I’m Cold, Uninformed and Void of Compassion… And Unrepentant

A dissent to my July 18 blog entry about the Washington Post’s coverage of a murder-suicide case in which a mother killed her toddler son:

Dear Ms. Ridenour,
On reading your reaction to the suicide of Reetika Vazirani, I wonder what makes you so sure your comments aren’t hurtful. I find them cold, uninformed, and void of compassion. It’s clear that the Washington Post published limited information of the tragedy to avoid dragging family members through more grief by quizzing them on whether or not Jehan Vazirani Komunyakaa had a dimple when he smiled. It’s my guess this information is not automatically on file @ the Post and they had the good taste not to disturb people in a terrible time of grief. Besides which, personal information should not always be up for public consumption. The Post did their job, which was to report the facts. Who can know what’s in another person’s heart? Who can know what drives people to do the mad things they do? It is not for us to judge, but to react with compassion for all.
Heidi Snodgrass

First, thank you for writing and for reading the blog. I mean that sincerely.In all sincerity, also, I hope my comments are disturbing to the authors and editors of the Washington Post piece that repeatedly praised the killer while sparing scant attention for the child victim.

I believe the “it is not for us to judge” attitude helps lead to situations such as the one we discuss today. I will always, always, always be willing to judge the matter of the murder of a two-year-old child as wrong, wrong, wrong.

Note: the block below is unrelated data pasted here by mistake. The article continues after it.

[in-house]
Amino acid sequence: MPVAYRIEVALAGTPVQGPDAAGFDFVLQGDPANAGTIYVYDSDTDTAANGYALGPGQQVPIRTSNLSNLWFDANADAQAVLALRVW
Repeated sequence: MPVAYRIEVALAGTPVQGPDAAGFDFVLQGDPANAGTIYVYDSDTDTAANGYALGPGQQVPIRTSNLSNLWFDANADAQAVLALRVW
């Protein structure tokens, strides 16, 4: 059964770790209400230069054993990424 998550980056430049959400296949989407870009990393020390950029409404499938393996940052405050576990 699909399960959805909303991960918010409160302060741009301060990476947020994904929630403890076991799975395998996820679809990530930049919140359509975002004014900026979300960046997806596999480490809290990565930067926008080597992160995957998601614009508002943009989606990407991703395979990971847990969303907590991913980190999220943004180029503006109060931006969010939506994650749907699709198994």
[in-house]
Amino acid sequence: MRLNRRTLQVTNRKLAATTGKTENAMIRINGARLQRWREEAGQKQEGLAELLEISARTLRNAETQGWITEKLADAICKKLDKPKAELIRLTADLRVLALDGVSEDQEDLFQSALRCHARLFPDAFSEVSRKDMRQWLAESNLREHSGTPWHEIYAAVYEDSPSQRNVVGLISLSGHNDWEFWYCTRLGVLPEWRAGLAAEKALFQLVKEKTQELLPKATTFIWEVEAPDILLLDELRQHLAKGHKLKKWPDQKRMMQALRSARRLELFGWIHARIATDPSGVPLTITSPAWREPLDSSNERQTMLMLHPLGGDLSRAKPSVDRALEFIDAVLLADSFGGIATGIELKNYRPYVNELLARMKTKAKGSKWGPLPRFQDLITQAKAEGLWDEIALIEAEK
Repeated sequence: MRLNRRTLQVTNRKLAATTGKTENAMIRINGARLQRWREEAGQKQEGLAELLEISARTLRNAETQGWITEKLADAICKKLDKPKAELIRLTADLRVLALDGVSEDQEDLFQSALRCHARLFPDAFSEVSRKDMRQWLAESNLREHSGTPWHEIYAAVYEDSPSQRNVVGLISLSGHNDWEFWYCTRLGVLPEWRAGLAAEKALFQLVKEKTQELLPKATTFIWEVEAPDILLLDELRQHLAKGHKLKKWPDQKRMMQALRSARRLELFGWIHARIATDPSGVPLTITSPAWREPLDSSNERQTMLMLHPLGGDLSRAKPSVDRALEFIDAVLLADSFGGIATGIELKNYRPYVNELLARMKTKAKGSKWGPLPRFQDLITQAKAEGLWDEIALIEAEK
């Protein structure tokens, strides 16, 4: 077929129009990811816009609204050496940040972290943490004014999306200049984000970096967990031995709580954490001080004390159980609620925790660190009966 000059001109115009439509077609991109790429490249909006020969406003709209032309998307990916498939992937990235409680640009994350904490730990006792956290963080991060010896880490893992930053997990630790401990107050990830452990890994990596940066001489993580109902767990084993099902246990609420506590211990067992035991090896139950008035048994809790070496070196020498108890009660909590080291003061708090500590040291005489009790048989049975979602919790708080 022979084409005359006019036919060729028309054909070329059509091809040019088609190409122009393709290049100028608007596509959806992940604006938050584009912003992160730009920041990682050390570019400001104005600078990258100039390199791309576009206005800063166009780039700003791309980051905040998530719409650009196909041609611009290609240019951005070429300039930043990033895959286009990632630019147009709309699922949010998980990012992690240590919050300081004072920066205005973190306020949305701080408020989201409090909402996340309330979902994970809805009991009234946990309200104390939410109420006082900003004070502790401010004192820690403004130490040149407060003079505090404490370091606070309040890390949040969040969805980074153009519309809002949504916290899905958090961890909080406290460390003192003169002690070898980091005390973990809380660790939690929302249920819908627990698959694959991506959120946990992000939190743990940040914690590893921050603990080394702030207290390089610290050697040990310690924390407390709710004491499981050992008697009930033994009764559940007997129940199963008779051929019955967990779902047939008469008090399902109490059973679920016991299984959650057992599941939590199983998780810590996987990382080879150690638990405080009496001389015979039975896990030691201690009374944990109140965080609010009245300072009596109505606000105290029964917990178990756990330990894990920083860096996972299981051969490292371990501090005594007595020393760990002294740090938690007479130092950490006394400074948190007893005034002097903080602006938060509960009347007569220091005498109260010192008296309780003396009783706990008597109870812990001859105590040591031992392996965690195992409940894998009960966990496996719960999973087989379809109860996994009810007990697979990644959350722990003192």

I also strongly suspect — I cannot tell for sure, since this Post account and a subsequent Post follow-up ignored these issues, and for obvious reasons I have not telephoned the surviving family and friends to ask — that the other adults in this child’s life wrongly left him vulnerable. The Post tells us the killer phoned a friend hours before the deaths and said she might hurt herself. The friend presumably knew a toddler was in this woman’s care. Why not call 911? Was the killer-to-be known for this sort of behavior? If so, why was a child left alone in her care?

Which leads me to my next bout of rampant judgementalism: Where the hell was Daddy? Whether the killer acted from evil impulses or mental problems or both, they presumably were apparent to other adults, especially her spouse, before the day the boy was killed.

These are questions the Post should have asked. Instead it asked about poetry.

You may ask what good it does to say all this, because little Jehan Vazirani Komunyakaa is still dead. Here’s what good it does: the remote chance that someone who reads this someday knows someone who could do this, and realizes the need to take action to prevent tragedy. This tragedy was preventable. So is the next one.

The National Center for Public Policy Research is a communications and research foundation supportive of a strong national defense and dedicated to providing free market solutions to today’s public policy problems. We believe that the principles of a free market, individual liberty and personal responsibility provide the greatest hope for meeting the challenges facing America in the 21st century.